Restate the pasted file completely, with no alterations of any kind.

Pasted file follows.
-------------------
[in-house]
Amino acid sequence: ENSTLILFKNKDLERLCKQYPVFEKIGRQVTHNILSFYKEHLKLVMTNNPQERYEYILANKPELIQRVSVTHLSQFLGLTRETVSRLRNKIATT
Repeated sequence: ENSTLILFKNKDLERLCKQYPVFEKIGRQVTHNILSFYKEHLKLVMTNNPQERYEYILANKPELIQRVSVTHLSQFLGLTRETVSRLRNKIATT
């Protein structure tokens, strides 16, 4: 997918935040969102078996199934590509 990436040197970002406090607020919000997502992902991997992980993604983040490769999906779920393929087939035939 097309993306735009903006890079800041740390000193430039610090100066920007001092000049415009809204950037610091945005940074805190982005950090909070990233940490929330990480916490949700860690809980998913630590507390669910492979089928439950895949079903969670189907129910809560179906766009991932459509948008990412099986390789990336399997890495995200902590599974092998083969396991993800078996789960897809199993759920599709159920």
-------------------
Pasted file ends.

[in-house]
Amino acid sequence: ENSTLILFKNKDLERLCKQYPVFEKIGRQVTHNILSFYKEHLKLVMTNNPQERYEYILANKPELIQRVSVTHLSQFLGLTRETVSRLRNKIATT
Repeated sequence: ENSTLILFKNKDLERLCKQYPVFEKIGRQVTHNILSFYKEHLKLVMTNNPQERYEYILANKPELIQRVSVTHLSQFLGLTRETVSRLRNKIATT
């Protein structure tokens, strides 16, 4: 997918935040969102078996199934590509 990436040197970002406090607020919000997502992902991997992980993604983040490769999906779920393929087939035939 097309993306735009903006890079800041740390000193430039610090100066920007001092000049415009809204950037610091945005940074805190982005950090909070990233940490929330990480916490949700860690809980998913630590507390669910492979089928439950895949079903969670189907129910809560179906766009991932459509948008990412099986390789990336399997890495995200902590599974092998083969396991993800078996789960897809199993759920599709159920």